This week, we summarize the top five news articles and studies in the low-carb realm, plus the wall of shame.
- In a well-placed and easy-to-read article in The New York Times Magazine, Pulitzer Prize-winning cancer doc Sid Mukherjee makes the case that we should be doing more to investigate the impact of diets on our bodies and the ability of foods to help with healing. He writes about his large new research project, which pairs a promising yet thus-far-unsuccessful drug with a keto diet in hopes of boosting the drug’s efficacy and delivering life-saving results to cancer patients in the trial.
- Might there be a magic pill to fight obesity? Something you can take that allows you to overeat and not gain weight? In spite of hopeful headlines, the real answer is “Not anytime soon.”
- Evidence is emerging to show ketogenic diets help relieve chronic pain. Promising science suggests ketones reduce neuron excitability and inhibit pain pathways, blunting arthritis-related chronic pain.
- Diabetes meds are a juggling act: physicians must consider the trade offs between cardiovascular considerations, microvascular damage, and cost. Plus, there is always the risk of dangerous or even life-threatening hypoglycemic events if blood sugar is managed too tightly. Perhaps that is why the journal Pediatrics named a paper about managing type 1 diabetes with fewer meds and a ketogenic diet the “Best Article of 2018.”
- Can you help us tell the National Institutes of Health to include low-carb diets in its research agenda? A draft plan outlining the Institutes’ priorities does not mention low-carb diets. This plan, once finalized in early 2019, will drive the NIH’s nutrition research agenda, especially clinical trials, for the next decade. Public comments are welcome, but are due by November 15. Your voice matters. Let it be heard!
(Email firstname.lastname@example.org with your perspective.)
Wall of shame
- Chobani launches new yogurt line “Gimmie” targeted at kids, with flavors such as Poppin’ Cotton Candy, Best Birthday Ever and Ooey Gooey S’More. These low-fat products still have a lot of added sugar.
- 45,000 UK children & teens require hospitalization for tooth extractions each year. “NHS dental care for children is free and tooth decay is preventable, but eating sugary food and drinks is driving this unfortunate and unnecessary epidemic of extractions.”
- When a packed school lunch contains “two bags of Cheetos, a small Sunny D-Lite, and a little water bottle”… Food justice advocates reflect on food insecurity and its effects on student performance.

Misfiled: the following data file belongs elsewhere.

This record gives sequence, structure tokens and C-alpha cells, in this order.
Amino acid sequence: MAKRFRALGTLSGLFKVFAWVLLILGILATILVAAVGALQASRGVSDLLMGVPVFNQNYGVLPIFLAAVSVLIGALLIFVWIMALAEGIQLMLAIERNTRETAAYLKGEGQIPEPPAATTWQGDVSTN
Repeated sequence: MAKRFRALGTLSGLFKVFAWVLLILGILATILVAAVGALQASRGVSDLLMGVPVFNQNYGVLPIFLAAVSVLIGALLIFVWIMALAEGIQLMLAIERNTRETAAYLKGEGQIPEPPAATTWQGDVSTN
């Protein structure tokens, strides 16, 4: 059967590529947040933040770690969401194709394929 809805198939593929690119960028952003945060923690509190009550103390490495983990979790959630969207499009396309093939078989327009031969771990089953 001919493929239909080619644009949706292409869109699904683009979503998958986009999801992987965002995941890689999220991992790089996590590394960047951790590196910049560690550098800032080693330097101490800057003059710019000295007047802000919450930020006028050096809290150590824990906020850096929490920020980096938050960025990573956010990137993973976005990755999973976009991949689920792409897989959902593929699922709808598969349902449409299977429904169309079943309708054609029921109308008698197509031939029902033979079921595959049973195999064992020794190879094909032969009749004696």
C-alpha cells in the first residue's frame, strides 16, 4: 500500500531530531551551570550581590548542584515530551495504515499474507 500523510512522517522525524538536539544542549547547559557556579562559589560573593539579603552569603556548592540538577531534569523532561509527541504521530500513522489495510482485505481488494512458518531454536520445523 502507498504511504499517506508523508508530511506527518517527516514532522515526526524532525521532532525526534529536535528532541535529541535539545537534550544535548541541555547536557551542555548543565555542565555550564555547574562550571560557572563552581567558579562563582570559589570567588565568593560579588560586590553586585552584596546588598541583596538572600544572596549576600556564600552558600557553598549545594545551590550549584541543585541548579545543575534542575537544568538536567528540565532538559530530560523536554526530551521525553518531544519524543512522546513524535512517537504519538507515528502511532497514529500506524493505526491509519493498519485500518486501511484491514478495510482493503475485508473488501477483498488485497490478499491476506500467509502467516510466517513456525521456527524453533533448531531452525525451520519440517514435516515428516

- High insulin prices cause some patients to skimp the drug, skipping prescribed doses.
- Shortening makers scramble to tailor their refined, engineered product as they adjust to a world without partially hydrogenated oils (trans fats). “15 years ago Columbus Vegetable Oils had 12 shortenings. Today, the company manufactures more than 80.”
- Ugh. More “Is it candy or is it breakfast cereal?” confusion. Popular gummy sweets, Sour Patch Kids, to be made into a cereal by Post. 😖
- Years into the public health initiative, Kellogg finally caves to pressure and agrees to put “traffic light” health labels on its UK cereal brands.
- Oreo Drink Mix. A new thing that you never knew you needed. Comes in a 16oz tub, just like laundry additives. Perfect for adding 13g of sugar to your child’s milk. 🤢
- Finally, a “granola awakening”: Sales of granola bars slide, as consumers switch to higher-protein bars that aren’t filled with (just) sugar and starch.
- New food industry document cache, archived at University of California at San Francisco, sheds light on corporate misdeeds. “The vector [of obesity] is food and beverage companies and the industry documents are helping us understand that vector.”
Are you looking for an absolute beginners’ guide to healthier eating, with six concrete steps away from ultra-processed food?? How did you celebrate National Lard Day on December 8th? What are “Phat Fats”, and why is Whole Foods listing them as a top food trend for 2019? Will doomsday package labels spread from Latin America to other regions? Might keto-friendly, trendy cauliflower products eventually overrun the entire grocery store?
Tune in next week!
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